Climate change has become a full-blown culture war in Canada. And as with all culture wars, the debate has tipped long past being about the issue itself or the best policies with which to address it, and has become instead about all the other sprawling, simmering societal fissures that have been grafted onto it.
As a Canadian right now, you are not merely for or against a carbon tax or a resource development project or a real plan to address the howling crisis of climate change; you are instead a patronizing, coddled elite who knows and cares nothing of normal people with real bills to pay, or an ignorant hillbilly who will stuff your oil-streaked fingers in your ears and hum loudly until the planet burns away beneath your cowboy boots. You either hate the swath of the Canadian map labelled “Alberta” and “Saskatchewan” and everyone who lives there, or you loathe an entire generation of children and teenagers terrified of their impending annihilation. You must either want to kneecap the economy or the environment.
And at the centre of this maelstrom of regional resentments, bone-deep fears and genuinely difficult policymaking stands McKenna and a handful of other prominent women working on the same file, subject all at once to both the smouldering resentments that still cling like barnacles to powerful women, and to the seething tensions around climate change. Read more ››
Independent independents: As The Tyee first reported, 11 Canadian senators ditched their old caucuses to form the independent Canadian Senators Group, a counter to the Independent Senators Group (who comes up with these names?) from which several of the new CSG senators defected. The mission of the new group is to bring stronger regional representation to the Senate floor and committees — five of the senators represent B.C., Alberta or Saskatchewan — since the group now has the mass to qualify for staff and research funds. But it’s not clear to what extent the move is a reflection of Western alienation. Former Conservative Sen. Scott Tannas, the group’s interim leader, told CTV the Wexit movement is driven by “business people, the unemployed, young and old who have a real feeling. Albertans and Westerners are looking for action on the issues that matter to them in terms of their employment and wellbeing.” But he also denied the CSG was a result of frustration in the West, and was more about guarding against “the tyranny of the majority over the interests of minorities and at the expense of the regions.” As for Wexit, the group’s organizers filed paperwork with Elections Canada to have it registered as a political party, even as more attention is being paid to the far-right conspiracies peddled by its founders.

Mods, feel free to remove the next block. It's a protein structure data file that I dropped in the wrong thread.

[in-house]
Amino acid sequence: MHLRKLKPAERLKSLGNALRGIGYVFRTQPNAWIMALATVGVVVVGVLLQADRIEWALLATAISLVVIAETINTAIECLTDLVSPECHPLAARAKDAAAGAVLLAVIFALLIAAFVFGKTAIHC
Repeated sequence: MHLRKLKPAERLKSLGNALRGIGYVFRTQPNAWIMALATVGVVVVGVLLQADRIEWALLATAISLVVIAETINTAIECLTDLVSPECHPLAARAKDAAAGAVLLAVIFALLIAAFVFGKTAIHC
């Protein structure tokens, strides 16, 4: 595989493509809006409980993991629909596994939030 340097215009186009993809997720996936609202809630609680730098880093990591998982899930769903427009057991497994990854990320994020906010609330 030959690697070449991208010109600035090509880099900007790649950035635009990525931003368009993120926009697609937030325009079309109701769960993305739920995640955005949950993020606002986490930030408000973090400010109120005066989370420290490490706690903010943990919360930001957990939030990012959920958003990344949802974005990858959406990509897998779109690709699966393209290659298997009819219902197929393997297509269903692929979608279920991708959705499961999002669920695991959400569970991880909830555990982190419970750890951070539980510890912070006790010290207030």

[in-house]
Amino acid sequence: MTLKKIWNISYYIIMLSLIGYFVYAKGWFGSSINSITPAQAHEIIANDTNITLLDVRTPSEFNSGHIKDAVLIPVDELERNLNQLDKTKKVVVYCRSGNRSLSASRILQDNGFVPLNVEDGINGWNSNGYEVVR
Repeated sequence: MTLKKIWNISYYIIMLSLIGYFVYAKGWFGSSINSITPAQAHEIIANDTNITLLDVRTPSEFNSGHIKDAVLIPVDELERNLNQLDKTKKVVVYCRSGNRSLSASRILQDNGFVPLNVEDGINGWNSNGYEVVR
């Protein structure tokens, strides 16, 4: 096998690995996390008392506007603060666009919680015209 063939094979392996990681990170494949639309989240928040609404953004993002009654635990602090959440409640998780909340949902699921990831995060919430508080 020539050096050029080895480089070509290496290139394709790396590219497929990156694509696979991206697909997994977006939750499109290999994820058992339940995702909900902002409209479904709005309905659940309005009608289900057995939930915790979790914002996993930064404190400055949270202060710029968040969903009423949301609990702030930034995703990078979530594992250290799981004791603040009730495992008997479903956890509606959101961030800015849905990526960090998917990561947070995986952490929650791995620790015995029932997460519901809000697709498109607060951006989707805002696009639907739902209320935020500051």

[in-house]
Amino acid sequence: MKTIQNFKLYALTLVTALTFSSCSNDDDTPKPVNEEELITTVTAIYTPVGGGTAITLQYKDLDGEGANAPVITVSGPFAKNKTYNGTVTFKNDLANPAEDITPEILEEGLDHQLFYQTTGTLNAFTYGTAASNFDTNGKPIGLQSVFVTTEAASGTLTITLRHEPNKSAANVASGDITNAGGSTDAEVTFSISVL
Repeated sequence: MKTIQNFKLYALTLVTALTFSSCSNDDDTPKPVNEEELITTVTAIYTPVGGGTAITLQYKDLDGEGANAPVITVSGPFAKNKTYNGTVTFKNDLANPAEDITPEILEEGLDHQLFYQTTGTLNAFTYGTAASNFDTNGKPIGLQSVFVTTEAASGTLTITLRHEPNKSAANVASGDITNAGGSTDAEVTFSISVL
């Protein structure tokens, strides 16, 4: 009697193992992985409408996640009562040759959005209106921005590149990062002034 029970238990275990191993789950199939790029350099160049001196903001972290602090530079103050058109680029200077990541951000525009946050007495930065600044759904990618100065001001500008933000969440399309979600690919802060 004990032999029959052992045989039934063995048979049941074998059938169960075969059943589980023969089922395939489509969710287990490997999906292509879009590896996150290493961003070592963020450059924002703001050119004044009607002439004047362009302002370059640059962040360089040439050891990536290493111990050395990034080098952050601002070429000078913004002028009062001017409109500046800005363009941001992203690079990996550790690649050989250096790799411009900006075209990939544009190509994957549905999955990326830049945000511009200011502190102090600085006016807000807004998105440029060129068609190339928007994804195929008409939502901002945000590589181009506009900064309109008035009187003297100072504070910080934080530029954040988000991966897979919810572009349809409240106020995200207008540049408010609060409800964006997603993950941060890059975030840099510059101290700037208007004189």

Who’s in, who’s out, who knows?: More cabinet speculation, this time from the Globe and Mail’s Ottawa bureau. Among the rumoured plans: a beefed-up focus on climate change and green jobs, with François-Philippe Champagne moving from Infrastructure to Innovation, Alberta-born foreign minister Chrystia Freeland taking on Intergovernmental Affairs and Catherine McKenna switching from Environment to Foreign Affairs or Justice.